President Trump, White House Chief of Staff Mark Meadows, and 50 lawmakers participated in a conference call Saturday night to discuss their plan to override the electoral college results in Congress on Jan. 6.
Rep. Mo Brooks (R-AL) told Fox News that some members of Congress who took part in the call do not support the idea of contesting the results, which would certify President-elect Joe Biden as the winner of the 2020 election.
"The momentum to fight against voter fraud and election theft is rapidly gaining," Brooks told the news outlet. "And as a consequence, the numbers that we had who were supportive yesterday are almost always supplemented by reinforcements today and the next day."
Brooks said he felt "confident there will be many, many more congressman" joining the effort in objecting to various states' electoral college results.
Our fight for honest & accurate elections gains momentum!@Jim_Jordan & I co-lead conference call w 50+ Congressmen who join & fight for America's Republic!
Conf. call began 6PM ET. Now 715PM & continuing.
President Trump & CoS Mark Meadows speaking.
Morale is HIGH! FIGHT!
— Mo Brooks (@RepMoBrooks) January 3, 2021
"In my judgment, the primary reason so many congressmen and senators are now coming forward to fight this fight is because so many American citizens have made it known that this fight is critical to America's future," Brooks said.
President Trump commended Republican lawmakers who announced their intentions of challenging the electoral college votes.
He has also indicated that he's disappointed that certain leaders have endorsed the Biden victory, naming them "weak and tired."
....being removed and brought home from foreign lands who do NOTHING for us. A disgraceful act of cowardice and total submission by weak people to Big Tech. Negotiate a better Bill, or get better leaders, NOW! Senate should not approve NDAA until fixed!!!
— Donald J. Trump (@realDonaldTrump) December 29, 2020
A group of GOP senators, led by Ted Cruz, declared Saturday that they would object to the certification of Biden on Jan. 6, unless Congress approves a 10-day emergency audit of the election.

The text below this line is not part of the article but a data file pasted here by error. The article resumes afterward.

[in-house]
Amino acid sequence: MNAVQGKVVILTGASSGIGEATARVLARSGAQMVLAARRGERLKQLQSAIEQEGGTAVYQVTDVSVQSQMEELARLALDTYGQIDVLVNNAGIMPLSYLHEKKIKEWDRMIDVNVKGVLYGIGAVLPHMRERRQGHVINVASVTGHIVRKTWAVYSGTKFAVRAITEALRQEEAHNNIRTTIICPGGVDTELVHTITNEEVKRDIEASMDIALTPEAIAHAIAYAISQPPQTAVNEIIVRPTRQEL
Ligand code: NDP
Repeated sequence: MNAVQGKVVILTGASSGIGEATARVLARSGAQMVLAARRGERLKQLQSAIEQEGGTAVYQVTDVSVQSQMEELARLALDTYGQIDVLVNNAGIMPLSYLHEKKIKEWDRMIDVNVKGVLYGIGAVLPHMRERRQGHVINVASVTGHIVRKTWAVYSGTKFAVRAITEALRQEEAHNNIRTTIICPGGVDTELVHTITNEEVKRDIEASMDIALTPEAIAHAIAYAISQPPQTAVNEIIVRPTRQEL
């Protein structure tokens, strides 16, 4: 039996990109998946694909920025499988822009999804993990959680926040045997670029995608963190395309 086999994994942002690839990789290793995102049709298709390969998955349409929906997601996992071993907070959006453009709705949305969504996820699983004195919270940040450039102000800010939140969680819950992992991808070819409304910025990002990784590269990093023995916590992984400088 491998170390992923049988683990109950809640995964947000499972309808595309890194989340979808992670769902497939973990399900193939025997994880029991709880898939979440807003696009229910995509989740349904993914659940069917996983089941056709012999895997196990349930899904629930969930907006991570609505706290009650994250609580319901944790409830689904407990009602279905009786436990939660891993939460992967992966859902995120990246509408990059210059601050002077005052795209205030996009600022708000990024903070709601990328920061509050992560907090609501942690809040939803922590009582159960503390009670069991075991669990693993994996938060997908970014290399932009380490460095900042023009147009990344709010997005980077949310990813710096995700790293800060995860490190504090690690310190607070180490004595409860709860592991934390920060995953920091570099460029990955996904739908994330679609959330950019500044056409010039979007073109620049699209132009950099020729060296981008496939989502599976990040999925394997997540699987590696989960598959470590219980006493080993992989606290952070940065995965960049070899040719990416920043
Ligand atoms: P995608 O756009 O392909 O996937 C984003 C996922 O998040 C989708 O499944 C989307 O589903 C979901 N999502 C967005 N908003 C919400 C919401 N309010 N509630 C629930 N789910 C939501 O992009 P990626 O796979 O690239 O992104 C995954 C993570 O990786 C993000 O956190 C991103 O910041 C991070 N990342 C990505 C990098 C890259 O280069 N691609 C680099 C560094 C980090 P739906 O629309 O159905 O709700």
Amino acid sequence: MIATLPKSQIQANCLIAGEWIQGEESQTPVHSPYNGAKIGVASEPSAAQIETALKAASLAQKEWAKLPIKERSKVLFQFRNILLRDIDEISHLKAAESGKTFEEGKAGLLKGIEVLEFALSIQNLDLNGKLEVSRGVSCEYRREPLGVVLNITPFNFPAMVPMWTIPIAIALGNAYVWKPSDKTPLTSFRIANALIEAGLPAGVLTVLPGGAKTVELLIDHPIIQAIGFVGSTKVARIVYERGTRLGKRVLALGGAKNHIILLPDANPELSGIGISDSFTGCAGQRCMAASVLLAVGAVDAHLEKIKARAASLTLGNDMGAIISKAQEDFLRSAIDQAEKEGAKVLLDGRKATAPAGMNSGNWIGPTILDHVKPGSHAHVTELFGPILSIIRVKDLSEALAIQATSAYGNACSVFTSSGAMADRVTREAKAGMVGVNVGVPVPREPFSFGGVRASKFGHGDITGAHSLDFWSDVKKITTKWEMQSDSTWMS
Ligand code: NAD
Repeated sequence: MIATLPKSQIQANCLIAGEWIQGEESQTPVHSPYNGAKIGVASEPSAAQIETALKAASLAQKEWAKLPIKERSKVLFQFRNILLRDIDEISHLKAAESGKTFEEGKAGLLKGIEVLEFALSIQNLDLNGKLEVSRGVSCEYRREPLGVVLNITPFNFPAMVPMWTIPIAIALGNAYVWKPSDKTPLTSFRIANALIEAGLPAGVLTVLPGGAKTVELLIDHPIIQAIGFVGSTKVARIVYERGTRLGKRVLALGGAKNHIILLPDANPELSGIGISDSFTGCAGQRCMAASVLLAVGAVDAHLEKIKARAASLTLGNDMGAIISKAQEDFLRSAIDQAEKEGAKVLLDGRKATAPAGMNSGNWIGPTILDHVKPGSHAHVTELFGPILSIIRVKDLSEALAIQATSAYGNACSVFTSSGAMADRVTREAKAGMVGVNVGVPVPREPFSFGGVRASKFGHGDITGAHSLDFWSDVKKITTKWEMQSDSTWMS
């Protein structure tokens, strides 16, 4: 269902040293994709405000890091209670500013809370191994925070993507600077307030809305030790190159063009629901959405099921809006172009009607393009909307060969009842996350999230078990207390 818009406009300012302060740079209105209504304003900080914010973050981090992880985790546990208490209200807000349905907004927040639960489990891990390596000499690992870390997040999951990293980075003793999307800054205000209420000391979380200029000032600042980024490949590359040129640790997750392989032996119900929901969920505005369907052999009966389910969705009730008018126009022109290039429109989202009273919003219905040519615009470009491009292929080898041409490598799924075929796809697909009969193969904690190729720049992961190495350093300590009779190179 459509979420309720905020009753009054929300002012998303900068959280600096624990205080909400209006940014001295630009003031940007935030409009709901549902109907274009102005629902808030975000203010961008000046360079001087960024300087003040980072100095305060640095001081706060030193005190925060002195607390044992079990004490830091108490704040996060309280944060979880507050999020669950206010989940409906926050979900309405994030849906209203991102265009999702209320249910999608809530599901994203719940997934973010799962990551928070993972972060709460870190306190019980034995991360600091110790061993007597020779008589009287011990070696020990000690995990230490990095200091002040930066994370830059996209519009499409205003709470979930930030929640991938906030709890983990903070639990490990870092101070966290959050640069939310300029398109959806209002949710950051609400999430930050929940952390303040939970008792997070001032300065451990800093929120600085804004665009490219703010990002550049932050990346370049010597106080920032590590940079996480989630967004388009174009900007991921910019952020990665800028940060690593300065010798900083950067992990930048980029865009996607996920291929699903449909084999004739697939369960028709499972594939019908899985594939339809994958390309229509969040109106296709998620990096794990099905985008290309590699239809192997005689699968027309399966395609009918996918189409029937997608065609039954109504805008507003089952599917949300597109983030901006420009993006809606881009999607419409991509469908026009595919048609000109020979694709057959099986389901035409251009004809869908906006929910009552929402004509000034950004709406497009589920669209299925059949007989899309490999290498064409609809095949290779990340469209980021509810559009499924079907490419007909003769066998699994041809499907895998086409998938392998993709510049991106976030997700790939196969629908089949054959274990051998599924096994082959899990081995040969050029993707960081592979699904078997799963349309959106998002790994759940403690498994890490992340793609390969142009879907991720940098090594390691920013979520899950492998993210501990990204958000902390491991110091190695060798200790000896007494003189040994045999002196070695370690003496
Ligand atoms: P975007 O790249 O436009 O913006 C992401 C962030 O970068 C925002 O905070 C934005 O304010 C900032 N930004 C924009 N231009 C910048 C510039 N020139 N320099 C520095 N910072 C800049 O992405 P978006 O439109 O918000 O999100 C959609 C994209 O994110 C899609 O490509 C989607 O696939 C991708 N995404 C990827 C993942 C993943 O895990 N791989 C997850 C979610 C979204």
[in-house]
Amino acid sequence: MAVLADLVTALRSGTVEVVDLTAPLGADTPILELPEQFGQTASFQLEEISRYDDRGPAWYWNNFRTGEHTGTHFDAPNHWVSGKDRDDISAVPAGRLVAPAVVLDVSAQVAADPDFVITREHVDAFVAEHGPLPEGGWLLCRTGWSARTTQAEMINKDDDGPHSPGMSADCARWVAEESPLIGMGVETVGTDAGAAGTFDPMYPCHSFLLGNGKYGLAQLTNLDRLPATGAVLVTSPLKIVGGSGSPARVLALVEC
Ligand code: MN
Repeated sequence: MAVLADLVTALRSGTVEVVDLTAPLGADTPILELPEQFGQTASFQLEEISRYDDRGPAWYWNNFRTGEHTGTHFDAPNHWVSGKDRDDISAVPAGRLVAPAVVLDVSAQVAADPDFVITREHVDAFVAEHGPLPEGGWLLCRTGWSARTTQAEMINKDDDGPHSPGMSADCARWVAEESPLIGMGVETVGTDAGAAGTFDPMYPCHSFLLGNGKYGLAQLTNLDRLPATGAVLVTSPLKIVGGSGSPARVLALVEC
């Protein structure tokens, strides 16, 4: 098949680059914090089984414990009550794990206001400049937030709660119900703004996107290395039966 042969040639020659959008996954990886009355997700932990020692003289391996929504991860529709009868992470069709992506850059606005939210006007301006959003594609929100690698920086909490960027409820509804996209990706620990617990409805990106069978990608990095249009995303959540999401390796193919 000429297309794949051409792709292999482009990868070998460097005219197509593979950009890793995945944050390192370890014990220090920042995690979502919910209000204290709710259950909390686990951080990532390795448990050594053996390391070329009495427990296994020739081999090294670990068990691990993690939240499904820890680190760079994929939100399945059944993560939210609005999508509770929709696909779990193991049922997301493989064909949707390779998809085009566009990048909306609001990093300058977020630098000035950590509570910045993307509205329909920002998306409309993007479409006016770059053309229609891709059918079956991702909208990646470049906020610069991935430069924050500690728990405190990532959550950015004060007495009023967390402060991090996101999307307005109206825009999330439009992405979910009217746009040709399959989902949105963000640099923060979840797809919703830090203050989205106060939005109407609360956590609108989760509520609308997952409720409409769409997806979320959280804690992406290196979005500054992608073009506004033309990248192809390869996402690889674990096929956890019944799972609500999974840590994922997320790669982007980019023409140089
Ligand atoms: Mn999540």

"These are matters worthy of the Congress and entrusted to us to defend. We do not take this action lightly. We are acting not to thwart the democratic process, but rather to protect it," lawmakers said. "And every one of us should act together to ensure that the election was lawfully conducted under the Constitution and to do everything we can to restore faith in our Democracy."
Additionally, Sen. Josh Hawley (R-MO) announced on Dec. 30 that he would object to the certification of the presidential election results, in particular, Pennsylvania for its failure to follow its own state election laws.
"I cannot vote to certify the electoral college results on January 6 without raising the fact that some states, particularly Pennsylvania, failed to follow their own state election laws," Hawley declared.
But some Republicans have publicly spoken out against challenging the electoral college results.
Sen. Mitt Romney (R-UT) rejected the argument by Cruz and Hawley - citing their efforts as an "egregious ploy."
"The egregious ploy to reject electors may enhance the political ambition of some, but dangerously threatens our democratic republic," Romney wrote in a statement.
And Sen. Ben Sasse (R-NE) condemned his GOP colleagues for their objection to the electoral college vote, WYCN-LD News reports.
“I will not be participating in a project to overturn the election,” Sasse wrote. He explained this is “why I have been urging my colleagues also to reject this dangerous ploy.”
Congress will officially count the election results during a joint session on Jan. 6. If an objection is backed by a member from the House and the Senate, lawmakers can discuss the matter for up to two hours, then vote on whether to support the grievance.
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